So, I’m flipping around the channels tonight, and I watched a few minutes of some sort of Bonnie and Clyde remake. Various people are driving around in 1930s cars, and at least one such car is driven off the road and wrecked at one point.
Where do the studios get these cars? Surely real cars from that era would be far too valuable to be driven around roughly, let alone wrecked. Do they mock up a 1930s car body onto a modern chassis somehow?
They do make replicas, and if they’re shooting on location they’ll put out the word to owners of antique autos, who love to get into a movie.
Obviously, if a car is to be wrecked, it’s a replica (usually just the body), and they probably use that for chase scenes. But if you’re recreating a street scene with multiple cars, having a bunch of historic cars is good, and the owners do like to have a reason to take their babies out.
When they shot The Way We Were around here, there was a whole row of antique cars waiting for the scene to begin.
There are a lot of replica kits you can buy to mount fiberglass bodies on Volkswagen chassis and such. The hot sports cars on Miami Vice were all replicas (there was no way they could have afforded real ones on a TV budget), as were several of the different Batmobiles used in the production of the 1966 Batman series (all made from molds of the Chuck Barris conversion of the Futura).
A lot of the parked period cars in the background are probably not even that; they’re just mockups made of different materials (I imagine that at least some of them are two-dimensional cutouts). This happens all the time when vintage autos and even airplanes are featured in films.
Ages ago, when I did a few days of “extra” work in films/TV in LA, one TV show needed some cars that were not white or tan to park on a street where they were filming.
They paid me $50 to park my car on a street in the background (a relatively new 1994 Saturn - aquamarine color) - they slapped a lot of mud on it to make it look like it had been parked there for a while, then - at the end of the day - they completely washed the car inside and out.
But yeah - especially in LA most people with “interesting” cars (or trucks or buses, etc.) get them registered for films and can often make a nice chunk of change to allow them to be used in the background.
If you are lucky enough to live on one of those streets in LA that does NOT have palm trees, and might have all maple trees or oak trees or whatever, they are constantly filming there, so it looks like “Anywhere, USA”. I knew the people who owned and lived in the infamous house they used in Halloween - the first film - and they would use that house and street it was on for constant movie and TV shoots.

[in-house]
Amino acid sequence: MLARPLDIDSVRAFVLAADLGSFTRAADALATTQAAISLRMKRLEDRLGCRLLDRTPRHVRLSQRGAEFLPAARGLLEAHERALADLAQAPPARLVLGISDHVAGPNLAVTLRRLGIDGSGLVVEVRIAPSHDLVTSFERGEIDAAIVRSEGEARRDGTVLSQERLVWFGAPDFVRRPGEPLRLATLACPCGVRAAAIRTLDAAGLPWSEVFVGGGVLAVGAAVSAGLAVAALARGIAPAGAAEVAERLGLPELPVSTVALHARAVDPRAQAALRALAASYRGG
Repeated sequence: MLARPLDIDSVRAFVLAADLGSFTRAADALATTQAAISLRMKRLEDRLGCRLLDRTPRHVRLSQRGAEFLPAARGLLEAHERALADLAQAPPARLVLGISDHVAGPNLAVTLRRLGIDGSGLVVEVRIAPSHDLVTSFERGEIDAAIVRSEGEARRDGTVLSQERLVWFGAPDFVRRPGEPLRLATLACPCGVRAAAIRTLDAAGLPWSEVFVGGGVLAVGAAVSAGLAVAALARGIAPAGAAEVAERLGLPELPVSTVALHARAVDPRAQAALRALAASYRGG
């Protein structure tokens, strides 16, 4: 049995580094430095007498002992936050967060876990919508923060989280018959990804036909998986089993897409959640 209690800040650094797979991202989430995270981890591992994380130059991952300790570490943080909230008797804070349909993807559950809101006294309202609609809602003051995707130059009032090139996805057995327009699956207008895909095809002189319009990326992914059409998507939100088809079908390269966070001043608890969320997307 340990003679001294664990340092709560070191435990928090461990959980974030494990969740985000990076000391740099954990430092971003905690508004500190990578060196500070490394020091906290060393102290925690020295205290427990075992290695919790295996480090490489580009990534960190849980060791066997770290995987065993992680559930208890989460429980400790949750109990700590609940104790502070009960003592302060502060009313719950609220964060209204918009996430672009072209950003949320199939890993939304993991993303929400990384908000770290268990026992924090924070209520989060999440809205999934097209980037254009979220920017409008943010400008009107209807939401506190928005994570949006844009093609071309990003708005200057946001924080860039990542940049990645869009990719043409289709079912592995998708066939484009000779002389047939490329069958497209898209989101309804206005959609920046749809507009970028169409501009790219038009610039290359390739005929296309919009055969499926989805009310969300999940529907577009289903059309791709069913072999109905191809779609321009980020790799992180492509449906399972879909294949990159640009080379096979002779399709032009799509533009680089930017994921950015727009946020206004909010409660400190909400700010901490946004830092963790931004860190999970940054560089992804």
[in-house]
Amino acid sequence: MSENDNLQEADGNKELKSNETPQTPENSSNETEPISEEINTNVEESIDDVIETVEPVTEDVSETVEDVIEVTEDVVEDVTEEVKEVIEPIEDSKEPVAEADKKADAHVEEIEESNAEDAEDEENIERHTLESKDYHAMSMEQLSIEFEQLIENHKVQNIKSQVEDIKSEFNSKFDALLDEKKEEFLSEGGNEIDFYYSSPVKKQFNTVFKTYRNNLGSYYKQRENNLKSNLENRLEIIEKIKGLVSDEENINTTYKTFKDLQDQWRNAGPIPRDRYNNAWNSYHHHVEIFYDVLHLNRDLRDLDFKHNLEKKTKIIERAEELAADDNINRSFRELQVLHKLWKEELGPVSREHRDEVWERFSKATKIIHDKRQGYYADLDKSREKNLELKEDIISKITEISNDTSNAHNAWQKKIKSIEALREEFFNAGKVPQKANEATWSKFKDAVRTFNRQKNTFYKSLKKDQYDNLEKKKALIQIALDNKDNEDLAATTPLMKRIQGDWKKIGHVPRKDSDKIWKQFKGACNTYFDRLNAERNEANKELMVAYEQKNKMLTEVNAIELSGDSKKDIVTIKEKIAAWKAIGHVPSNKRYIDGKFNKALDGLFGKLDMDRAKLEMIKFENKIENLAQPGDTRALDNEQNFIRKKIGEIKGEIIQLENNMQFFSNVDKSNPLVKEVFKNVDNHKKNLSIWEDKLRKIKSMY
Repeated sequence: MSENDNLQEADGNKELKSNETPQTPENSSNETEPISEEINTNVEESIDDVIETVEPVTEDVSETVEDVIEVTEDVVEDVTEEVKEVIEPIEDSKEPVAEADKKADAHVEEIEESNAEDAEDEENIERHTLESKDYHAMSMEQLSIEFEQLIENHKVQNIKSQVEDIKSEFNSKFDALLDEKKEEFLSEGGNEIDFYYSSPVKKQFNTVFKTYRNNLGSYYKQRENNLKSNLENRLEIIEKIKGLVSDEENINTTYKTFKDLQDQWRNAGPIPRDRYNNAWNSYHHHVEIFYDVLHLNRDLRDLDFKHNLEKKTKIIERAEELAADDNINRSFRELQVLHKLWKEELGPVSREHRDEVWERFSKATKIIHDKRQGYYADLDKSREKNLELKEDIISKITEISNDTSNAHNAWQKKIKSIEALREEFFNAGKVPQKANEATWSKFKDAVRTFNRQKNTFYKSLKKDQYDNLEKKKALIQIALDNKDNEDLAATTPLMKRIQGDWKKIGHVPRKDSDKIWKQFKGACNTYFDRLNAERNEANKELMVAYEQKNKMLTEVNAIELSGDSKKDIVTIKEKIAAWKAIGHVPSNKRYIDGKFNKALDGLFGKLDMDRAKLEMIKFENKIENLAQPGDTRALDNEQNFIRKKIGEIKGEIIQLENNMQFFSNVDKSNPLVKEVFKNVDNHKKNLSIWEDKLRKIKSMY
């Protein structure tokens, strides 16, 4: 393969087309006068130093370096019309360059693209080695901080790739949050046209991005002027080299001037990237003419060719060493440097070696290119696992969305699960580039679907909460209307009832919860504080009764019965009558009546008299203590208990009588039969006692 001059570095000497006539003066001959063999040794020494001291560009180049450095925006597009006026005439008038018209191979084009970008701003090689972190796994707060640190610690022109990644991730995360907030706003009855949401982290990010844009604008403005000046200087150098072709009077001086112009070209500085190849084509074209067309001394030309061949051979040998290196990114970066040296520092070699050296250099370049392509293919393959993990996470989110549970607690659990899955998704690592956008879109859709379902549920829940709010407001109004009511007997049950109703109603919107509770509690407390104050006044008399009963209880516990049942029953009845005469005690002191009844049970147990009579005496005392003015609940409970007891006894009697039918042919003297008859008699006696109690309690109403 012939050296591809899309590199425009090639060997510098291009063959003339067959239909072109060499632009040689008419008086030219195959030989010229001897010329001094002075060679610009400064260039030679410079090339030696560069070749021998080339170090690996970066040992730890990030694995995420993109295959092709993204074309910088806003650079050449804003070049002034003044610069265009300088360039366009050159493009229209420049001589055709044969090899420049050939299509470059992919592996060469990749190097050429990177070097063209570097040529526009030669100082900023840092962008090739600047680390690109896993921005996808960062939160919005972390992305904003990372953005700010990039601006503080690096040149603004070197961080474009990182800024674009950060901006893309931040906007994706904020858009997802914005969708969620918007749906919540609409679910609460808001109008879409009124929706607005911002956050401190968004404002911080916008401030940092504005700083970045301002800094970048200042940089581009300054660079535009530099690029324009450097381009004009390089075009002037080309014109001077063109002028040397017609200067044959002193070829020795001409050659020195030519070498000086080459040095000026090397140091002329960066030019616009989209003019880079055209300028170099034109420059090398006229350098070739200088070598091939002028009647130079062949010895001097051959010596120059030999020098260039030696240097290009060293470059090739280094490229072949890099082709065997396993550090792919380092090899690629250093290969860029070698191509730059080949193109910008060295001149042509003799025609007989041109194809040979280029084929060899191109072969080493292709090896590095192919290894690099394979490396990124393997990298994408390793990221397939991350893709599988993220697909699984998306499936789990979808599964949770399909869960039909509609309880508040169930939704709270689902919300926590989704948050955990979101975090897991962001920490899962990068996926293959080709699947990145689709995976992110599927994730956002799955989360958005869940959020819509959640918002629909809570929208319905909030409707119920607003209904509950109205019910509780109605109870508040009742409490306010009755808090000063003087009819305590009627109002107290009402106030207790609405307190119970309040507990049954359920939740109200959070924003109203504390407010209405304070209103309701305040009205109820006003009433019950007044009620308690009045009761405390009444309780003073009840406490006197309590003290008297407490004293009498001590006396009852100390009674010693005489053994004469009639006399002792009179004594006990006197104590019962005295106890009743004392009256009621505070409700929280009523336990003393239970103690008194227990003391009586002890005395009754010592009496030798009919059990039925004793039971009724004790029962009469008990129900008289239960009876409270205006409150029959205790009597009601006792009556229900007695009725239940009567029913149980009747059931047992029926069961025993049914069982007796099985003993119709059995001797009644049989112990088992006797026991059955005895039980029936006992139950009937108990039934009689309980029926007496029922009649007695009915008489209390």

In Ferris Bueller’s Day Off, the Ferrari was a replica.
In The Italian Job, the Aston-Martin was actually pushed over the cliff, but when the ‘DB4’ explodes, it’s actually a Lancia. It’s said that the DB4 has been rebuilt, but no cite. The Jags cost the production £900 each – cheap, even then. At least one of them was restored and is still around somewhere.
There are companies that specialize in renting cars out for film and TV like Cinema Vehicles, where you can browse and pick by era or type, right down to ice cream trucks or armored cars…and there are also former dealer types like Bob McRae…a most lucrative gig, to be sure.
I have a friend of mine that collects and restores all types of cars. He told me he’s been approached (approached as in some guy just walking up to him in a grocery store parking lot.) on two different occasions by agents (or whoever) that they would like to use his vehicle in some type of movie.
And this is in Dallas. I can only imagine the offers people get in California.
There’s some models where any surviving example is worth serious money, but for most run-of-the-mill old cars, the cost of restoring an old heap would exceed the value of the restored car, so they’re not really worth much more than their scrap value. That means there’s usually a pretty big supply of cheap old cars that aren’t really restorable, but which a film crew can make presentable for their purposes.
Which is why in movies set in the 50’s and 60’s, often every single car looks like somebody’s lovingly-restored pampered garage pet, complete with anachronistic clear coat paint.
Lt Columbo’s old Peugot was one such car that had been knocking around the Universal lot for ages. When they revived the series in the '90s, they dug around a bit and it was still there, 11 years after the last episode of the original series had been filmed!
A close friend of ours had a car that appeared in Road to Perdition - he had a hobby of restoring old cars and trucks - he got paid some nice money to have one of his car in some of the scenes. He was approached by someone who knew someone who knew someone - he never did car shows and woudn’t know what the internet was if it bit him. It was all word of mouth.
If you’re in the old car hobby, you’ll be approached in some way. The most common method nowadays is for someone from the film to approach a vintage car club and post to their mailing list/forum or have the club secretary contact members with appropriate cars. The vintage car magazines do that as well, trying to arrange comparisons between contemporaries.
There are, of course, horror stories about cars being abused, especially if the car is touched by one of the cast (an RR owner’s classic was driven off by someone for a lunch date). A recently a UK journalist was sued to bankruptcy for damaging a classic he was test-driving for an article.
The DVD commentary for Super Troopers talks about this - they’d borrowed a classic corvette or something to be the vehicle of one of the characters. At one point, that character throws another across the hood - then they found out the thrown actor’s belt buckle had gouged a long line in the paint, requiring a ridiculously expensive repair.